Rebuilding a Village, 36 New Homes and Counting...

"Everyone dies one day, you must accumulate good karma."
Translated thank you from the families that received a new home from donations made to J4J

The terrible earthquakes in Nepal in Spring 2015 are gone from of all of our minds, but Liz and I are still providing assistance to families in Nepal.

What's Shakin' Post-Earthquake

Right after the 'quakes, we raised $30,000 for earthquake relief through the kindness of J4J supporters. We used most of the funds to immediately supply first access to food and water, provide tarps and blankets, and then to purchase materials to build shelters and provide adequate roofing. Just in time for the 2015 monsoon, the J4J Community here in Canada had provided rain- and earthquake-proof housing to over 40 extended families. (Round images link to other stories and photos).

However, we held some money in reserve. We knew that the biggest challenges were going to be for the remote villages when international support moved on to the next disaster. While billions of dollars would eventually come into Nepal, most of it has not make it to the people in greatest need. We wanted to try fill the gaps where we could. And we did, supplying the funding to build 36 new homes. This is your story.

This past Spring, one year after the earthquakes, Liz and I travelled back to Nepal. Although Kathmandu was damaged, the earthquake destruction in the villages was catastrophic. We visited just three of the many thousands of villages in Nepal, and they looked like war zones: almost none of the homes were left whole; rubble was everywhere and people were living in very uncomfortable circumstances. (For more photos, click here).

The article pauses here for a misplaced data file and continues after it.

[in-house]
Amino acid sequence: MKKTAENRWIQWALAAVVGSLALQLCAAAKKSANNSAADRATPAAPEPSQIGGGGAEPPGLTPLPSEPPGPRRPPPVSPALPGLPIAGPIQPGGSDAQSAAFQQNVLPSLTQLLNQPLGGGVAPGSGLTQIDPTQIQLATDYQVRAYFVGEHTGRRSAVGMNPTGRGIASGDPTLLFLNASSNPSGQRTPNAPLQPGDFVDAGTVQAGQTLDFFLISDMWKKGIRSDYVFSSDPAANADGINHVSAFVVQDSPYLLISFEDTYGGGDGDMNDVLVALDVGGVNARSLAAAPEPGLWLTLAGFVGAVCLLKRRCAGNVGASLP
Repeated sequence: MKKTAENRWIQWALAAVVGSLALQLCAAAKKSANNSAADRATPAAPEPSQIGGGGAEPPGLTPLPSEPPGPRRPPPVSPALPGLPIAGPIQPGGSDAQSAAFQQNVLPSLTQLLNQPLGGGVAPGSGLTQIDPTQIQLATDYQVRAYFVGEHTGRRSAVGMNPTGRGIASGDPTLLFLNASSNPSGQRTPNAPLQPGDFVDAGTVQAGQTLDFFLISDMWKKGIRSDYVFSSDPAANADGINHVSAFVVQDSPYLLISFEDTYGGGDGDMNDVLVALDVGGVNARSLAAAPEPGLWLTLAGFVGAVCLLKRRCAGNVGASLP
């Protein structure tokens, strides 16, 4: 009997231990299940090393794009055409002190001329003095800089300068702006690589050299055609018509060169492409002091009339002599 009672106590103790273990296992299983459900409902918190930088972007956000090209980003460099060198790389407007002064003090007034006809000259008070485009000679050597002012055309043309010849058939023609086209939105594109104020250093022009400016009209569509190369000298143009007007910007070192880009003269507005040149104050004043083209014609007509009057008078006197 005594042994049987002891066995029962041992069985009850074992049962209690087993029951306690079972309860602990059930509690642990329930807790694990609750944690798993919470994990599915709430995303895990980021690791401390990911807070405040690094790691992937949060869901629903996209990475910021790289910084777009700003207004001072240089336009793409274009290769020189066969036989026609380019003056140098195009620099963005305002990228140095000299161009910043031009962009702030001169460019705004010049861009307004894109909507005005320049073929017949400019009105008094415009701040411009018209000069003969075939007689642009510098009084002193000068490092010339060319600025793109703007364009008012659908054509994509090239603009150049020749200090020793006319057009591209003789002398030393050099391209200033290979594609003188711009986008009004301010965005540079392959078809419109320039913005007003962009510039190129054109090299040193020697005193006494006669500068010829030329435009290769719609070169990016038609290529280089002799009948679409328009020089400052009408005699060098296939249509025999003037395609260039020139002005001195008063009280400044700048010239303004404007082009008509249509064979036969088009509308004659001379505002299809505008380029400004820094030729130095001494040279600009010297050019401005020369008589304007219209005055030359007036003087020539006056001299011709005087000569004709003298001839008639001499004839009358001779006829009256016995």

A Village Destroyed

A village in ruins. Rudimentary shelters amongst the rubble. 2.5-story traditional Nepali hillside homes destroyed and rendered uninhabitable.
This is during the dry season: imagine living here during a months-long monsoon.


Walking Past Destruction

Resmi's grandfather (left) and neighbours wander past some remains of their village. Generations-old houses were built of mud and stone: unless the broken walls were protected, they "melted" in the 2015 monsoon into piles of rocks.

We visited Khanigaun, which is the village home of Jasper's mom and Resmi's family. It is only a one day's travel away from Kathmandu, but like all drives in Nepal it is a “put your hands over your eyes, bring the Gravol and don’t look down" kind of trip. This was our 3rd visit in 5 years to this village and it was completely different. We were shocked to see that of the 74 homes there, every single one of them had been either completely destroyed, mostly destroyed or rendered uninhabitable and dangerous due to extensive cracking.

Now, we knew what we were going to do with the remaining balance of your donations.

Since May of this year, we have been working with Sher Bahadur, the school principal of Khanigaun. We could not have done this without our friend Binod S, part of the Vancouver Nepali community, who generously provides translations and makes plenty of late-night phone calls on our behalf. Fortunately for us, Sher Bahadur has a mobile phone that allows him to take and send photos. (For more photos, click here).